The Sons of God in the New Testament are as many as received Him, to them He gave the right to become children of God even to those who believe in His name, who were born, not of blood nor of the will of the flesh nor of the will of man, but of God. (John 1:12-13). John expands the sonship of Israel outside the borders of Israel he prophesied that Jesus was going to die for the nation, and not for the nation only, but in order that He might also gather together into one the children of God who are scattered abroad. (John 11:51-52). The new birth in Christ guarantees our sonship and results in these children practicing righteousness (1 John 3:1-11).

[1] The NIV Application Commentary: Hosea/Amos/Micah, Gary Smith, Zondervan, 2001, Page 25

[2] Isaiah 7:1-9; 2 Chronicles 28:1-21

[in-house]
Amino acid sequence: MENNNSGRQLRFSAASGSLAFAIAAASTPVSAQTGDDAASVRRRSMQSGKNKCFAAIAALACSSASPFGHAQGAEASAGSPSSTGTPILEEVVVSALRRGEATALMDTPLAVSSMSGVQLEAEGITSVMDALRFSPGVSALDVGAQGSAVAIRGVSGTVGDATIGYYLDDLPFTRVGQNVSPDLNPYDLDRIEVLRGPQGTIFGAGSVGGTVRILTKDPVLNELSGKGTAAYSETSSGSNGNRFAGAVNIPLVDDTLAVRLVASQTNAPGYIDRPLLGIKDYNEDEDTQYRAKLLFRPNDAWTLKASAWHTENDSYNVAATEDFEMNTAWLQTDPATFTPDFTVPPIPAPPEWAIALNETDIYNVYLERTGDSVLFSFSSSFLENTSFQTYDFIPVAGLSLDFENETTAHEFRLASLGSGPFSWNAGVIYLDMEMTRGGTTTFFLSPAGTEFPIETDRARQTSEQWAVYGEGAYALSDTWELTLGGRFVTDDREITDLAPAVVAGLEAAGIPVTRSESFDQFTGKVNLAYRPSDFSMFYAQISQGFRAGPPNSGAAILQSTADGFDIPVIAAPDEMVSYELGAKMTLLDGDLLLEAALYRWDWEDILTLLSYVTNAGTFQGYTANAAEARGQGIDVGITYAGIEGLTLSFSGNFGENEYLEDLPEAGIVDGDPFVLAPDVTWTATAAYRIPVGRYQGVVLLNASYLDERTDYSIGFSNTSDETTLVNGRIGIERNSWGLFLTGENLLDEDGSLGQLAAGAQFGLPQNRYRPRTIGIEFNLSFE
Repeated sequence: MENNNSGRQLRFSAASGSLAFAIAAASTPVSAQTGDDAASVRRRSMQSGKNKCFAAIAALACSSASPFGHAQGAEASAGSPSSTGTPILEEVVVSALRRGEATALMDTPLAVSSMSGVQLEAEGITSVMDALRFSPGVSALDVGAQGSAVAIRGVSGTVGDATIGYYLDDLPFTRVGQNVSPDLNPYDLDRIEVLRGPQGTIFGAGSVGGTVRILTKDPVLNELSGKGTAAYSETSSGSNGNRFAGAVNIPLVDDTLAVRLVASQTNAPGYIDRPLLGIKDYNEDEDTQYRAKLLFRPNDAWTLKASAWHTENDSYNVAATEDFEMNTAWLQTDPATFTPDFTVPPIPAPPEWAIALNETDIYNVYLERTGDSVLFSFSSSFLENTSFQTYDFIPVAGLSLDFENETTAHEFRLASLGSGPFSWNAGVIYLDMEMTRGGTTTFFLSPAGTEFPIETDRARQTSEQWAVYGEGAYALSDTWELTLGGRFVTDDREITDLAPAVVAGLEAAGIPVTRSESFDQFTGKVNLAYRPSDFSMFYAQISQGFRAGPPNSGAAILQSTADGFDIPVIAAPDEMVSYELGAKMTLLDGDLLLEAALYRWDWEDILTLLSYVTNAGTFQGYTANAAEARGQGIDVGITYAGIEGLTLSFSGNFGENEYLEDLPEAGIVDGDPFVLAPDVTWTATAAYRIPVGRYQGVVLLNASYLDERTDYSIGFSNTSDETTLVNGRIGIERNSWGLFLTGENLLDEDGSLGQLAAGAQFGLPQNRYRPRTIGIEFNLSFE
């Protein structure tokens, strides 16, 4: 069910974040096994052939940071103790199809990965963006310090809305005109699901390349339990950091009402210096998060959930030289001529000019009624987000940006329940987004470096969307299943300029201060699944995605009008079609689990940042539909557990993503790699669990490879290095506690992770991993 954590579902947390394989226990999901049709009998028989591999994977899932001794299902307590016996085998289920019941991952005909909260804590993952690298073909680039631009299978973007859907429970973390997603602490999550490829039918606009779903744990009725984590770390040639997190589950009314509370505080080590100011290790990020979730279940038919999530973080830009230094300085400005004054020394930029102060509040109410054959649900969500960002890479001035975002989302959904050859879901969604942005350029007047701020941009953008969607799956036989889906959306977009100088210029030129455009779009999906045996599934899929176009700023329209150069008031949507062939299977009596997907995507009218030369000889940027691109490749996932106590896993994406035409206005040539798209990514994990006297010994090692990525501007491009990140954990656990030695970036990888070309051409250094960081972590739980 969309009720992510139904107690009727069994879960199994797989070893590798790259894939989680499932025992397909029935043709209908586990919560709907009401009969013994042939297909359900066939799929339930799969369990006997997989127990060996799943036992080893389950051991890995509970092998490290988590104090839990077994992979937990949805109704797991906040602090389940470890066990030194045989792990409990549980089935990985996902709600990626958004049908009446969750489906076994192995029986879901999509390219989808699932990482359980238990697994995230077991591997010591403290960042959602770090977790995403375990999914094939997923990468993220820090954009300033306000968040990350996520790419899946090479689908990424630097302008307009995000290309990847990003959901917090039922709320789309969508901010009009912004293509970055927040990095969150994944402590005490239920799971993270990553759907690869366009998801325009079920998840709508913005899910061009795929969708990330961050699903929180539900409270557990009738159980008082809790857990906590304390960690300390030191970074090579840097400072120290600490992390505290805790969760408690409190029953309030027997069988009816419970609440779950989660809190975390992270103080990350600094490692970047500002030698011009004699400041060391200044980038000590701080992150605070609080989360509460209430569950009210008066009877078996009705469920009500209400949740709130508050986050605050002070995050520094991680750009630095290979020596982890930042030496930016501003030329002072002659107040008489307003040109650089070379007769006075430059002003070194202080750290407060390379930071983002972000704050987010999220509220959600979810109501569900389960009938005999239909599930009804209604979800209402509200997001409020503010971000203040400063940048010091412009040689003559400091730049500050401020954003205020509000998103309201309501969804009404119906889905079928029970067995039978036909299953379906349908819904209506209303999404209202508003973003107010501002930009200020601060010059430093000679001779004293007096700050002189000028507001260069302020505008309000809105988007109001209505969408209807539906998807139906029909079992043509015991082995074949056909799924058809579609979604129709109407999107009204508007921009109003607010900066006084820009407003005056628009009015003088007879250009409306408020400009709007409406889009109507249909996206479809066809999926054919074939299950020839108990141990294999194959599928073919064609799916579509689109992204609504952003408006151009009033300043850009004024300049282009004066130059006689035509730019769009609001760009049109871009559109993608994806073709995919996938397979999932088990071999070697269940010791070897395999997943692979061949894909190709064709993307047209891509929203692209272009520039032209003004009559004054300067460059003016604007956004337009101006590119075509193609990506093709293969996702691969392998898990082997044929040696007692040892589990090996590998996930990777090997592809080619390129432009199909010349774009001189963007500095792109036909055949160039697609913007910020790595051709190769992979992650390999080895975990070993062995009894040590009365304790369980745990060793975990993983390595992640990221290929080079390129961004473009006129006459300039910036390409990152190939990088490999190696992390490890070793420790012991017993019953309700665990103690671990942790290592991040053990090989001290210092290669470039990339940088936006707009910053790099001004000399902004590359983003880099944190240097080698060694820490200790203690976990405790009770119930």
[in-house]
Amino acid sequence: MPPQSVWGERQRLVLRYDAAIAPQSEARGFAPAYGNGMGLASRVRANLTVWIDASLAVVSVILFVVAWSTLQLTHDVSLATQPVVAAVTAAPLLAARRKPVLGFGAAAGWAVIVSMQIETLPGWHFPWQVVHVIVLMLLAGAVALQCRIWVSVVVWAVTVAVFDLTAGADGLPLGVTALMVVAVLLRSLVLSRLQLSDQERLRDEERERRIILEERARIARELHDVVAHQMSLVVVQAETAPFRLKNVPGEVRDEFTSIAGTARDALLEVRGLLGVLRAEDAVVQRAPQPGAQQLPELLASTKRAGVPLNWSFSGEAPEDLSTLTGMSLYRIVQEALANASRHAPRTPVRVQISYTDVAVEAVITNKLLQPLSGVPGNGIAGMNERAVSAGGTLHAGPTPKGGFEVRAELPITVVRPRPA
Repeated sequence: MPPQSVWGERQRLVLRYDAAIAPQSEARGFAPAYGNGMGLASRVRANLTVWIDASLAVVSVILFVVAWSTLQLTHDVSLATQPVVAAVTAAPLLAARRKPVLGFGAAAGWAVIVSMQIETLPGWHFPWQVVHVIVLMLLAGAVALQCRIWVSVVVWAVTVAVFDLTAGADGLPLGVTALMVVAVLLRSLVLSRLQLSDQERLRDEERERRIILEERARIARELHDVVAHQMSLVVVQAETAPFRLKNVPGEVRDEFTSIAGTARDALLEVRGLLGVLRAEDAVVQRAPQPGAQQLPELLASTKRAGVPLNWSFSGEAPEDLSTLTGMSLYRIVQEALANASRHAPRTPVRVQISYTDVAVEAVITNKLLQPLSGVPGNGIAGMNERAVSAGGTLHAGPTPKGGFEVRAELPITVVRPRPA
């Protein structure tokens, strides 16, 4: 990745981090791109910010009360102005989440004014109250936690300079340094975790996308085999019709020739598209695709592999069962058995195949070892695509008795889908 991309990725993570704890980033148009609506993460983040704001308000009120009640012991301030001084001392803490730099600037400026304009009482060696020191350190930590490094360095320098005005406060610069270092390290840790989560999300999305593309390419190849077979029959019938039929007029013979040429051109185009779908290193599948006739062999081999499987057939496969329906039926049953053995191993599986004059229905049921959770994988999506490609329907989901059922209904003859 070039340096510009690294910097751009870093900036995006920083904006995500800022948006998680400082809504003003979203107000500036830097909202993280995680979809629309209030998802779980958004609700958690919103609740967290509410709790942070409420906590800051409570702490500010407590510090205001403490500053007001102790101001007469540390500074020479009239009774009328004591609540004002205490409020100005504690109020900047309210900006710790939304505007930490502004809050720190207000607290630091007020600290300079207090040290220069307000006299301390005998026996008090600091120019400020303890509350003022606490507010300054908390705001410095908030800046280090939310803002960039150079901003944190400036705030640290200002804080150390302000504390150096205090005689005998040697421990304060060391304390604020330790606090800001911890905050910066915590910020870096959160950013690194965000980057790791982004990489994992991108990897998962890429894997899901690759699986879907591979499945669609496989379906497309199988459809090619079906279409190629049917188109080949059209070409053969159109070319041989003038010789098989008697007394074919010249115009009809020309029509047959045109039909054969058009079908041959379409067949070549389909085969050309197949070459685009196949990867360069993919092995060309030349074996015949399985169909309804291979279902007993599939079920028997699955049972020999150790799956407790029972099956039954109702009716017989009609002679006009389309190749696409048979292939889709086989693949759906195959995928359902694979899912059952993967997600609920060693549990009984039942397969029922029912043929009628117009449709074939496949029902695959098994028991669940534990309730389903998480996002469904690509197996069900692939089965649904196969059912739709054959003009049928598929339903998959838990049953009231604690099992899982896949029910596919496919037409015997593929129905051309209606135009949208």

[3] For an appreciation of this challenge, it is recommended to utilize various translation to see just how vast the understanding.

[4] See The Book of Hosea, New International Commentary on the Old Testament, J Andrew Deerman, William B. Eerdman Publishing Company, 2010, Page 82-83

[5] The NIV Application Commentary: Hosea/Amos/Micah, Gary Smith, Zondervan, 2001, Page 46

[6] IBID Page 47

[7] The NASB reads “that I would ever forgive them” which is plausible and makes sense in light of being the opposite of compassion however, the reading of the NKJV “I will utterly take them away” seems to better parallel the lack of compassion which was uttered against Judah, the invasion of an army so that when the Assyrians attacked, they had no compassion from Yahweh and were militarily defeated and taken into exile.

[8] The Book of Hosea, New International Commentary on the Old Testament, J Andrew Deerman, William B. Eerdman Publishing Company, 2010, Page 97-98

[9] Most translation supply the term “God” when it is not found. The expression is literally as followed: “You are not my people, and I am not yours” but changes little with the interpretation.

[10] The Letter to the Romans: New International Commentary on the New Testament, Douglas Moo, Eerdman Publishers, 2018,  P. 613